The Public Sector CIO Convex (PSCC) conference, which took place in Putrajaya, Malaysia, between 5-6 October 2017, was attended by UNU-EGOV by its researcher Morten Meyerhoff Nielsen, who delivered a keynote presentation and acted as panellist. Research work related to UNU’s presence in Malaysia and ongoing research on IT investments and learning outcomes in the country’s educational sector is being conducted at the Operating Unit by researcher Ibrahim Rohman and Megat Tajuddin, a Government Fellow from Malaysia’s Public Works Department.
The conference is a platform for government agencies’ CIOs, strategic partners from industries, as well as local and international experts, to come together and explore digital transformation. The main theme of the 2017 edition was “Digital Transformation: Forging Public Sector Digital Future”, and main topics included citizen centric design, cybersecurity, Internet of Things, Big Data, AI, and cloud computing, among others.
PSCC 2017 was attended by close to 1,000 Malaysian civil servants and decision-makers working with IT and technology. Speakers and panellists from ten countries, representing the public and private sector, academia and international organisations, also attended. The event saw the official launch of the national government online service gateway, the 2Gov*Net Global Network connecting all Malaysian Embassies and consulates, and the Big Open Wrangle initiative. Hackaton Awards were given for the open data and mobile apps.
The panel discussion, on 5 October, highlighted three things mandating government transformation: IT evolution, Disruption, and Innovation. Morten’s contribution focused on the following topics:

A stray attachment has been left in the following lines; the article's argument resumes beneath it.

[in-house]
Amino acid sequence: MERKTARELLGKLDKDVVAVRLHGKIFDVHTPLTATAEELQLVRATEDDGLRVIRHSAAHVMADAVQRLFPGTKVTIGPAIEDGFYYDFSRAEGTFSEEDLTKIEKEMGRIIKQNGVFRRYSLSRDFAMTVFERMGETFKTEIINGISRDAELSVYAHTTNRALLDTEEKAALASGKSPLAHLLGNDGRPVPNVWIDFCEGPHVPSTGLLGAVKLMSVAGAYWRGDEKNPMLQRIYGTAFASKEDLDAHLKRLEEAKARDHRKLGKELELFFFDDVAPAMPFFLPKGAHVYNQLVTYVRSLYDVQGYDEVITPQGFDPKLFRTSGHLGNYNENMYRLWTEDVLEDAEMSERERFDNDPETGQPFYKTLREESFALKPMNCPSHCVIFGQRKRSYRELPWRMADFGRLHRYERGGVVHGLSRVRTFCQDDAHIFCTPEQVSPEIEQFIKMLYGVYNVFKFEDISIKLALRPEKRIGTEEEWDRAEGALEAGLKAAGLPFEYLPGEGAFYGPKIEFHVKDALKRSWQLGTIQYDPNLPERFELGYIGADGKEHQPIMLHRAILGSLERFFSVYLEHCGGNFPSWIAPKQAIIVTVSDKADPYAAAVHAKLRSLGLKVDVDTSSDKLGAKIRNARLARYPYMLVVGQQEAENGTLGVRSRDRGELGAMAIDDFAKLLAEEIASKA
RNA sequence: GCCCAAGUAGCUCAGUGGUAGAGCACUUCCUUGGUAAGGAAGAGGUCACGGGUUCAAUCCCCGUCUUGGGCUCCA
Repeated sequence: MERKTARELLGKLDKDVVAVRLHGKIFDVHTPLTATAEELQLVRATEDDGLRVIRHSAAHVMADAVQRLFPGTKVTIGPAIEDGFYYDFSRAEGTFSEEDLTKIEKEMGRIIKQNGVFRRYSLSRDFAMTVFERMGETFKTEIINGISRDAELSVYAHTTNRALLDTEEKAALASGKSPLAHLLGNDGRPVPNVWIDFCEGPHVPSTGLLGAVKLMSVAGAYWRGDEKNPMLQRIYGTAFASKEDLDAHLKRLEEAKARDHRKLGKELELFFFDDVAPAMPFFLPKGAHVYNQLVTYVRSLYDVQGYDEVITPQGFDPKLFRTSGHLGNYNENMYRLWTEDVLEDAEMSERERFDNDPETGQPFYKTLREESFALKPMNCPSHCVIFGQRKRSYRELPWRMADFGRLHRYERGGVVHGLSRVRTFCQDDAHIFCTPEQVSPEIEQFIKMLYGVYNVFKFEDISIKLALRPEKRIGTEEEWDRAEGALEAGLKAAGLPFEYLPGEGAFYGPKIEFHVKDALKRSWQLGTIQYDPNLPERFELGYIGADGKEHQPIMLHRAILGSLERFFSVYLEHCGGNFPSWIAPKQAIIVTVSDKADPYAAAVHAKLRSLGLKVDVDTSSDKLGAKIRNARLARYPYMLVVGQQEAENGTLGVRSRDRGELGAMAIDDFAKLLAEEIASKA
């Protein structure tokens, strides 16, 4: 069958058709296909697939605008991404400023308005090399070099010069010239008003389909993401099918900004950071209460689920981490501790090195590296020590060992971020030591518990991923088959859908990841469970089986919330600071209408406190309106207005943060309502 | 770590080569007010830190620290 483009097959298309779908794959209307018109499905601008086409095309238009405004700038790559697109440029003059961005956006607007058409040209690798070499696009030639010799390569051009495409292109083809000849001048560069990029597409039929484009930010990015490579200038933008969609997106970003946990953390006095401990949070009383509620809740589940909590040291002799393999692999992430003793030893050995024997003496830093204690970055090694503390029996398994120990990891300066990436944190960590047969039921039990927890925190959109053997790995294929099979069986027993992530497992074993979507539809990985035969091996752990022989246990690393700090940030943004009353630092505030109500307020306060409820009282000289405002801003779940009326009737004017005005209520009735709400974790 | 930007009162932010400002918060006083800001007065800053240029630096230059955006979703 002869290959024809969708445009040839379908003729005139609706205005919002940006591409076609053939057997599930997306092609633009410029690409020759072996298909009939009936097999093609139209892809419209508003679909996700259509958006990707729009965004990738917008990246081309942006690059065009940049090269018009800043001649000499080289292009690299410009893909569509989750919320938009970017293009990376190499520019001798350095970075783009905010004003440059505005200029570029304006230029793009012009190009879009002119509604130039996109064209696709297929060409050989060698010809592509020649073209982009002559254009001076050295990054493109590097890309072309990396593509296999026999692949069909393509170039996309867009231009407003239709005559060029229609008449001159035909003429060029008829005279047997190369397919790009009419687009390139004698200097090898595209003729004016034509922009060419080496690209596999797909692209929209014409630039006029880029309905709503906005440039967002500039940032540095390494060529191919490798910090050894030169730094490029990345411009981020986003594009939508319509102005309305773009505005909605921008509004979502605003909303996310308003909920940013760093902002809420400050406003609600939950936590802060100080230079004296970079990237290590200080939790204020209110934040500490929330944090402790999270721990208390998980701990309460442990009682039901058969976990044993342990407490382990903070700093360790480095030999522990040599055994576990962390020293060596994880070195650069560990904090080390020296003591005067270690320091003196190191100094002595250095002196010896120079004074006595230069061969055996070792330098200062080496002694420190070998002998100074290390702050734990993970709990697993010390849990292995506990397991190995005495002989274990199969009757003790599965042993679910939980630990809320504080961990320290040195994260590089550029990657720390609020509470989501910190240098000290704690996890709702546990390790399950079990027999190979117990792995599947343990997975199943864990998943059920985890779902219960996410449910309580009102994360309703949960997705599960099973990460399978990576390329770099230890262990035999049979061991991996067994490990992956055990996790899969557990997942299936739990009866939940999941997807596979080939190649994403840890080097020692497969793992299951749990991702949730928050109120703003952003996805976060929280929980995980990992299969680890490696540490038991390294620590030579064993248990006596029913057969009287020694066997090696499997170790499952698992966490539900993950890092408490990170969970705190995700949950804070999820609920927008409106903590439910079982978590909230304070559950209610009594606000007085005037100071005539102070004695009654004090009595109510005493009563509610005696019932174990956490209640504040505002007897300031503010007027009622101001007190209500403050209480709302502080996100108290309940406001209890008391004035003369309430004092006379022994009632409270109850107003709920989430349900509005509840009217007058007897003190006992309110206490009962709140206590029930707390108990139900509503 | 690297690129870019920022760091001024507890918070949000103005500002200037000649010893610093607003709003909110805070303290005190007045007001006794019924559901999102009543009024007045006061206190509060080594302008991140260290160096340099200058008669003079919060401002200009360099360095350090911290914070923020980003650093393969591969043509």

The panel was moderated by Ben Dornier, Director for OpenGov Asia ANZ division and included Suhazimah Binti Dzazali (Deputy Director General, Malaysian Administrative Modernisation and Management Planning Unit), Ahmed Aly Shaban (Senior Consultant, UAE Prime Minister’s Office), and Tan Kuan Thye (Strategy Marketing Director, Huawai’s South Pacific Region).
During the keynote on 6 October, Morten focused on technology-driven economic change and raised questions such as: Are we facing a new “industrial revolution”? Will technology lead to more sustainable growth? Whether the hype is believed or not, technology as a transformational tool for innovation has not yet been utilised to its fullest. The transition from a largely industrial to a digital economy and society is associated with new forms of organisation and models to capture its potential. That said, the gig-economy and zero hour contracts are not new; rather, piece rate compensation and payment by result have existed for centuries to increase productivity. Shared services have many of the features of the cooperative movements in the 19th century. Similarly, rules will continue to apply on data protection and personal privacy.